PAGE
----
ABOUTNational Science Foundation (NSF) RobertNoyce Teacher Scholarship ProgramThe Robert Noyce Teacher Scholarship Program, first authorizedunder the National Science Foundation Authorization Actof 2002 (P.L. 107‐368) and reauthorized in 2007 under theAmerica COMPETES Act (P.L. 110‐69) and the America COM‐PETES Reauthorization Act of 2010 responds to the criticalneed for K‐12 teachers of science, technology, engineering,and mathematics (STEM) by encouraging talented STEM studentsand professionals to pursue teaching careers in elementaryand secondary schools.The program provides funding to institutions of higher educationto provide scholarships, stipends, and programmaticsupport to recruit and prepare STEM majors and professionalsto become K‐12 teachers. Scholarship and stipend recipientsare required to complete two years of teaching in a highneedschool district for each year of support. The programseeks to increase the number of K‐12 teachers with strongSTEM content knowledge who teach in high‐need schooldistricts.In addition, the program supports the recruitment and developmentof NSF Teaching Fellows, STEM professionals whocomplete Master’s degrees leading to teacher certificationand receive salary supplements while fulfilling a 4‐year teachingrequirement. The program also supports the developmentof NSF Master Teaching Fellows by providing professionaldevelopment and salary supplements while they areteaching for five years in a high need school district. A goal ofthe program is to recruit individuals with strong STEM backgroundswho might otherwise not have considered a careerin K‐12 teaching.The American Association for the Advancement of Science(AAAS) is working with the NSF Robert Noyce Teacher ScholarshipProgram to identify and disseminate informationabout effective practices and strategies for attracting, selecting,and preparing new K‐12 STEM teachers and retainingthem in the STEM teacher workforce. Project componentsinclude:• Co‐sponsoring and implementing the 2009, 2010, 2011,and 2012 NSF Robert Noyce Teacher ScholarshipProgram annual conferences.• Producing a general publication that highlights theaccomplishments of the NSF Noyce Teacher ScholarshipProgram.• Developing and maintaining an NSF Noyce TeacherScholarship Program Web site, http://nsfnoyce.org.• Organizing proposal preparation workshops.American Association for the Advancement ofScience (AAAS)The American Association for the Advancement of Science(AAAS) is the world’s largest general scientific society, andpublisher of the journal, Science (www.sciencemag.org) aswell as Science Translational Medicine(www.sciencetranslationalmedicine.org) and ScienceSignaling (www.sciencesignaling.org).The non‐profit AAAS (www.aaas.org) is open to all and fulfillsits mission to “advance science and serve society” throughinitiatives in science policy; international programs; scienceeducation; and more. AAAS is a global organization, withoffices in Washington, D.C. and Cambridge, U.K., and awardwinningnews correspondents reporting from an array ofcountries.For the latest research news, log onto EurekAlert!,www.eurekalert.org, the premier science‐news Web site, aService of AAAS. For education and career resources visitthe AAAS website at http://www.aaas.org/.AAAS was founded in 1848, and includes some 261 affiliatedsocieties and academies of science, serving 10 millionindividuals. Science has the largest paid circulation of anypeer‐reviewed general science journal in the world, with anestimated total readership of 1 million.62012 NSF Robert Noyce Teacher Scholarship Program Conference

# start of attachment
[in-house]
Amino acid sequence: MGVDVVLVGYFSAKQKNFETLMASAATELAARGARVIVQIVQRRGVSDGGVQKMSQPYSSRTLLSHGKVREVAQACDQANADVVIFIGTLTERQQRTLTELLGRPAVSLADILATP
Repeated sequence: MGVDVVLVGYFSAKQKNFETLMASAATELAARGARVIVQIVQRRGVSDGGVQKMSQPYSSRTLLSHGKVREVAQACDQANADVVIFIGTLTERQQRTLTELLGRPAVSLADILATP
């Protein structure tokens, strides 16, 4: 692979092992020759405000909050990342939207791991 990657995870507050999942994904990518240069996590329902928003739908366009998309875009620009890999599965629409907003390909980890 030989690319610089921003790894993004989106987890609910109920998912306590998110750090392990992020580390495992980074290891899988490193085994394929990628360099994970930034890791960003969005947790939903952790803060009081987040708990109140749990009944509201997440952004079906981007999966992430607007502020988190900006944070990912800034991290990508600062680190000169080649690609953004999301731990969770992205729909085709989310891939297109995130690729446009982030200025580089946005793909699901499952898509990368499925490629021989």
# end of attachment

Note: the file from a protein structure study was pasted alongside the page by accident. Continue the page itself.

AGENDAWEDNESDAY, MAY 23, 20123:30 pm ‐ 5:00 pm Museum Tours for Scholars andFellows (optional)(Grand Registration)4:30 pm ‐ 5:30 pm New Awardees Session withNational Science Foundation (NSF)(Mount Vernon Square)Joan Prival, Noyce Lead ProgramDirector, Division of UndergraduateEducation (DUE), NSFMary Lee Ledbetter, ProgramDirector, DUE, NSFNoyce Monitoring SystemChris Griffith, ICF International7:00 pm ‐ 10:00 pm Registration (Grand Registration)Poster Setup (Renaissance Ballroom)THURSDAY, MAY 24, 20127:00 am ‐ 8:00 am Registration (Grand Registration)Poster Setup (Renaissance Ballroom)Continental Breakfast (Foyer GrandBallroom North)8:00 am ‐ 9:00 am Opening and Welcome:(Grand Ballroom North & Central)Joan Prival, Noyce Lead ProgramDirector, DUE, NSFKatherine J. Denniston, Acting DivisionDirector, DUE, NSFAlan I. Leshner, Chief ExecutiveOfficer, AAAS and Executive Publisher,ScienceIntroduction:Joan Ferrini‐Mundy, AssistantDirector, Directorate for Educationand Human Resources, NSFPlenary Speaker:Carl Wieman, Associate Director forScience, White House Office of Scienceand Technology Policy9:15 am ‐ 10:30 am Concurrent Workshops: Session I(Meeting Rooms 2‐15)10:45 am ‐ 11:45 am Panel: Voices from the Field(Grand Ballroom North & Central)Moderator:V. Celeste Carter, Program Director,DUE, NSFPanelists: (Scholars)Jessie Campbell, Luella High School,Locust Grove, GAMindy Chapell, Jane Adams High,Chicago, ILGinnie Chu, Pine High School andGrace High School, Santa Rosa, CAEmily Koehler, De Smet High School,De Smet, SDJamario Twitty, Lakeview MiddleSchool, Greenville, SCAbner Zorilla, Community Academy ofScience and Health, Boston, MA12:00 pm ‐ 1:30 pm Lunch and Keynote(Grand Ballroom North & Central)Keynote: “Enabled, Engaged,Empowered: The K‐12 Student Visionfor Personalized Learning and STEMEducation”Introduction:Lee Zia, Program Director, DUE, NSFKeynote Speaker:Julie Evans, Chief Executive Officer,Project Tomorrow1:30 pm ‐ 2:45 pm Poster Session 1(Renaissance Ballroom)3:00 pm ‐ 4:15 pm Concurrent Workshops: Session II(Meeting Rooms 2‐15)4:30 pm ‐ 5: 45 pm Poster Session 2(Renaissance Ballroom)6:00 pm ‐ 7:30 pm Reception and Networking(Grand Ballroom South)2012 NSF Robert Noyce Teacher Scholarship Program Conference7